“We have a role to play, we have seen evidence of it locally. When we talk about energy efficiency, we are not asking people to do government a favour, we are asking people to actually do themselves a favour. Energy efficiency is about cost of living, it is about the economy and how much money you spend.”
In his remarks, the German Ambassador to Nigeria, Mr. Dietmar Kreusel, noted that with the BEEC, Nigeria could save up to 40 per cent of energy usage in buildings in Nigeria.

Kreusel, stated that using power was as important as generating it, and that Nigeria has a unique advantage of incorporating energy efficiency in her built industry which is still being developed.
“Energy efficiency has been from the onset the mainstay of the EU co-founded Nigeria Energy Support Programme. Gains in energy efficiency are particularly promising in the building sector with a huge demand for new buildings in the years to come in Nigeria. Nigeria can achieve up to 40 per cent energy savings in new buildings with the codes,” Kreusel added.

New $6 billion African Development Bank initiative to power Africa by 2025


In an interview with The East Africa, Gabriel Negatu, The African Development Bank regional director-general provided details on how East Africa will benefit from the new Japan-Africa Energy Initiative supporting the New Deal for Africa.

Announced in early July this year, the $6 billion initiative of Japan in partnership with the African Development, is seeking “to support the small and medium players who want to join the regional energy sector under Japan’s Light up and Power Africa initiative which aims to enable regional countries achieve universal access to energy by 2025, using available energy sources and the most advanced technologies.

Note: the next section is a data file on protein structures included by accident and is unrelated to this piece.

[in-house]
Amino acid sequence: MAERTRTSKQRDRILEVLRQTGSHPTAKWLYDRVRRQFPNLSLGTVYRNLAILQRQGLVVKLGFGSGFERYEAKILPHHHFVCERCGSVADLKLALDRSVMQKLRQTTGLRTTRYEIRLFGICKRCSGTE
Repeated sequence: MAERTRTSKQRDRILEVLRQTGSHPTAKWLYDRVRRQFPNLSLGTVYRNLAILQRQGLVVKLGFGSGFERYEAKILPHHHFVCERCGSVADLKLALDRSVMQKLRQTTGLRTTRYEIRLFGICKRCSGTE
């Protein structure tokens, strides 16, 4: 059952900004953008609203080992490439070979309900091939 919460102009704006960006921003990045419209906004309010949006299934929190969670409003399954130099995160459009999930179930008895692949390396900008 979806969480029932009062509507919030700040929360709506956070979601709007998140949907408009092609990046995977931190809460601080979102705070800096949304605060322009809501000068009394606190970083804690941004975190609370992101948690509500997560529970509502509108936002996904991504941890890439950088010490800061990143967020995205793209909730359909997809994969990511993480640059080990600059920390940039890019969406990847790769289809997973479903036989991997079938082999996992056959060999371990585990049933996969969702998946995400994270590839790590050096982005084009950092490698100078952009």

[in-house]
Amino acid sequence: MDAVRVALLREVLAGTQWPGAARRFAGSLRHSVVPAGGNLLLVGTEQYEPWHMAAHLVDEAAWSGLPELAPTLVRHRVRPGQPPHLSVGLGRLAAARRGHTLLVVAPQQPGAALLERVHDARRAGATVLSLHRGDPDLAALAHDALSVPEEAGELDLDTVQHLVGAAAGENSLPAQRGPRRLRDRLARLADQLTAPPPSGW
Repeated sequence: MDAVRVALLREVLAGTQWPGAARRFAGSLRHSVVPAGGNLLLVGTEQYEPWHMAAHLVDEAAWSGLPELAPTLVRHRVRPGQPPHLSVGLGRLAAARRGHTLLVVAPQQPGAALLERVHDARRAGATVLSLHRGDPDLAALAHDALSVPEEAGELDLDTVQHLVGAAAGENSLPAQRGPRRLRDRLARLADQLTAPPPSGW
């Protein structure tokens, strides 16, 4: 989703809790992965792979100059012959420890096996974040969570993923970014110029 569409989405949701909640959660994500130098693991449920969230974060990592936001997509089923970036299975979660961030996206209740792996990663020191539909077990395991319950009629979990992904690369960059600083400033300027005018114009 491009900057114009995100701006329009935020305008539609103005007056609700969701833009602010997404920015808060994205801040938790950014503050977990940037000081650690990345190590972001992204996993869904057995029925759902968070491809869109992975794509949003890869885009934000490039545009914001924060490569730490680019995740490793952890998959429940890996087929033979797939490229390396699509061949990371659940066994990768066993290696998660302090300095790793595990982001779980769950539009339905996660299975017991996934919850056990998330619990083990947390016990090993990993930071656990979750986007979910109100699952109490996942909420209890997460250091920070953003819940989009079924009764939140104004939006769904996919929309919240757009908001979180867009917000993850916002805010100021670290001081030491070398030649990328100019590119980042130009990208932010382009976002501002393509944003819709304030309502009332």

These funds are a mix of concessional, non-concessional and grant. The AfDB will take the lead in project development in consultation with regional member countries but within the initiative’s guidelines.”

Japan will provide the funds and technical support for the implementation. The use of Japanese energy technologies into the region’s energy projects are not a pre-condition.

As for the projects to be supported, AfDB sees the initiative “to support the full range of activities associated with public and private sector energy projects, ranging from preparation to construction and operations, through a mix of financing and technical assistance. We will not give any sector undue priority but will support all. The goal will be achieved, either through public or private sectors.

We hope that through this initiative, we will accelerate the provision of electricity across Africa, including through the best available low-emissions clean coal technologies.”, so Gabriel Negatu.

While the funding assistance seems to be relative wide open to energy technology, it talks about high-efficiency coal-fired plants, but also specifically mentioning geothermal plants, solar and wind power projects.

It will be interesting how geothermal projects in the region can benefit from the initiative and – also importantly – how it will be open to non-Japanese technology providers.